Kerala High Court: In a Writ appeal challenging against from service under Kerala Education Act (‘the Act’) and the Kerala Education Rules (‘Rules’) on the ground of conviction in a criminal case, under Section 354(A)(1)(i) and (iii) of the Penal Code (‘IPC’) and Section 10 read with Section 9(f) and (m) and Section 12 read with Section 11(iii) of the Protection of Children from Sexual Offences Act (‘POCSO Act’), the Division Bench of P.B. Suresh Kumar and Sophy Thomas, JJ. dismissed the instant appeal reiterating that the authorities are not bound by the disciplinary procedure or restricted from taking action against conduct leading to conviction on criminal charges.
The appellant, a drawing teacher in an aided school, was dismissed from service for being convicted under Section 354(A)(1)(i) and (iii) of the Penal Code and Section 10 read with Section 9(f) and (m) and Section 12 read with Section 11(iii) of the Protection of Children from Sexual Offences Act (‘POCSO Act’) for showing to a girlchild, obscene pictures while conducting classes to undergo rigorous imprisonment for six years and fine, allegedly without following the procedures prescribed in Rules 65, 74 and 75. He challenged the dismissal through Writ Petition before the High Court on the ground that a teacher in an aided school governed by the Act and the Rules cannot be dismissed from service on conviction in a criminal case without following the said Rules. The Single Judge dismissed the same at the admission stage, relegating him to the alternative remedy available, which has been hereby appealed against.
The Court in the instant considered the question of “whether a teacher in an aided school governed by the Act and the Rules , can be dismissed from service on the basis of his conviction in a criminal case, without following the procedures prescribed under Rules 65, 74 and 75 of Chapter XIVA of Rules.”
The Court pointed towards the matter raised being a ‘pure question of law’ and viewed that “the Single Judge ought to have entertained the writ petition and decided the question not only for the purpose of giving a quietus to the dispute, but also for setting a precedent for others to follow in identical situations, as the authorities under the Act before whom the appellant could approach for resolving the dispute are not legally trained to decide such questions.” The Court relied on Madras Bar Assn. v. Union of India, (2014) 10 SCC 1 to reiterate that “judicially trained mind with the experience of deciding questions of law is a sine qua non for ensuring correctness in the decisions on pure questions of law.”
Since due process was not followed during the appellant’s dismissal, the Court scrutinized Rule 65 (prescribes penalties imposed on teachers of aided schools and provides that no punishment shall be imposed without giving the person affected an opportunity to show cause against the action proposed to be taken), Rule 74 (provides for dismissal of teachers of aided schools from service only with previous sanction of the Director), Rule 75 (prescribes detailed procedure for imposing major penalties, including penalty of dismissal from service). The Court also analysed Article 311(2) of Part XIV of the Constitution of India in this regard and also referred to Union of India v. Tulsiram Patel, (1985) 3 SCC 398 in this regard.
The Court relied on A. Satyanarayana v. S. Purushotham, (2008) 5 SCC 416 and clarified that “Although Article 311 does not directly apply to the appellant as he was neither a member in a civil service of the Union or an All-India Service or a civil service of a State or held a civil post under the Union or a State, according to us, the question raised needs to be answered keeping in mind the constitutional scheme, as it is now settled that the interpretation of statutory provisions shall always be in consonance with the constitutional scheme”.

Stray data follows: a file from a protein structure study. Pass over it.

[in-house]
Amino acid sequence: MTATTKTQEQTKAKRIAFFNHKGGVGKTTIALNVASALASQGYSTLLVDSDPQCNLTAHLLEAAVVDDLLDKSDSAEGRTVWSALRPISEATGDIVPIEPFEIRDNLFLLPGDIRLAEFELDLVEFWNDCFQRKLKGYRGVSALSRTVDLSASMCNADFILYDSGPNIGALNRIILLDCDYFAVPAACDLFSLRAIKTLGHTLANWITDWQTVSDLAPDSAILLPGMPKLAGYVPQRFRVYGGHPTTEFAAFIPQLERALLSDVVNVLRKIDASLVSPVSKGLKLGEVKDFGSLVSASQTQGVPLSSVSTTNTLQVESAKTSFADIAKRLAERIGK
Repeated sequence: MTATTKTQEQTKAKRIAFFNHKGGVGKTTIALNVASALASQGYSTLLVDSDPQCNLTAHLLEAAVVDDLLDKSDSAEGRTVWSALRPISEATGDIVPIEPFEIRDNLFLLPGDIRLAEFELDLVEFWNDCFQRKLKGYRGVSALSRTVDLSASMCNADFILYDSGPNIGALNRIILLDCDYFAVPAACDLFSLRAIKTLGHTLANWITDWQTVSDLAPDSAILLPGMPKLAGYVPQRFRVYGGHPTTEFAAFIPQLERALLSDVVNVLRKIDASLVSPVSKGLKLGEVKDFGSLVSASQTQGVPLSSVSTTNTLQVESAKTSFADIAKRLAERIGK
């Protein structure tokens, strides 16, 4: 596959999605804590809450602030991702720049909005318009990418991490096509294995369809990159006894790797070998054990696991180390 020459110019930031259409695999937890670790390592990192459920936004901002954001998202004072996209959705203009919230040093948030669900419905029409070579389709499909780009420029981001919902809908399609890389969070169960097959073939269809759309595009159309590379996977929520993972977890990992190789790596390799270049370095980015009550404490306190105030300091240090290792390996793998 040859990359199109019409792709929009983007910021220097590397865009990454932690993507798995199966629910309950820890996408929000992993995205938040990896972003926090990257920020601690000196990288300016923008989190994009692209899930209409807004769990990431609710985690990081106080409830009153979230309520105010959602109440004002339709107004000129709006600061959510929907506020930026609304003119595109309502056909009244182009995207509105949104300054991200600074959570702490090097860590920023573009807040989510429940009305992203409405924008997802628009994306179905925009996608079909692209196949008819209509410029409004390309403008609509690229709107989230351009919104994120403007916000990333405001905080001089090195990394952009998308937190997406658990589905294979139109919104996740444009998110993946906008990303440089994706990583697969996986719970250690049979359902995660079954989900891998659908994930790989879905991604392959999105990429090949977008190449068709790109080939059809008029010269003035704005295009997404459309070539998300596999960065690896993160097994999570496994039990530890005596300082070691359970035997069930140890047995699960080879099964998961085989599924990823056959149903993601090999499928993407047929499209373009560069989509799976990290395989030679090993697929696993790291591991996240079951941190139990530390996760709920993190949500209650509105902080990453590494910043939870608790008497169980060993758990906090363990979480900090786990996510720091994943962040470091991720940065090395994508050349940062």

The Court also pointed towards Rule 77A which starts with a non obstante clause to exclude the application of Rules 75, 76 and 77 for related matters, and clarifies that the authority may consider circumstances of the case and pass suitable orders without following Rule 75 in case of penalty imposed on a teacher on the ground of conduct leading to conviction on a criminal charge. Thus, the Court found the appellant’s contention of non-compliance of prescribed procedure vitiates dismissal without any substance and liable to be rejected.
The Court further analyzed Rule 74 and sub-rule (11) of Rule 75 and viewed that “Rule 74 is only a provision intended to indicate the particulars of the competent authorities from whom the previous sanction shall be obtained for different categories of teachers.” The Court further added that “our constitutional scheme is that there shall not be any kind of restriction on a disciplinary authority in the matter of taking appropriate action against a delinquent employee on the ground of conduct which had led to his conviction on a criminal charge.”
After scrutinizing Section 12 of the Act, the Court rejected contention for non-compliance of Rule 75 and said that the appellant cannot be heard to contend that previous sanction of the competent authority is required for dismissing a teacher from service on the basis of his conviction in a criminal case. It further added that Rule 65 also does not apply to cases punishing a teacher after conviction on a criminal charge.
The Court, therefore, dismissed the instant appeal.
[Mahesh Thampi v. Deputy Director of Education, 2023 SCC OnLine Ker 2176, Judgment dated 10-4-2023]
Judgment by: Justice P.B. Suresh Kumar
Advocates who appeared in this case :
For Appellant: Advocate C.S. Manilal, Advocate S. Nidheesh, Advocate Kunjappeasow Rainge;
For Respondents: Senior Government Pleader A.J. Varghese.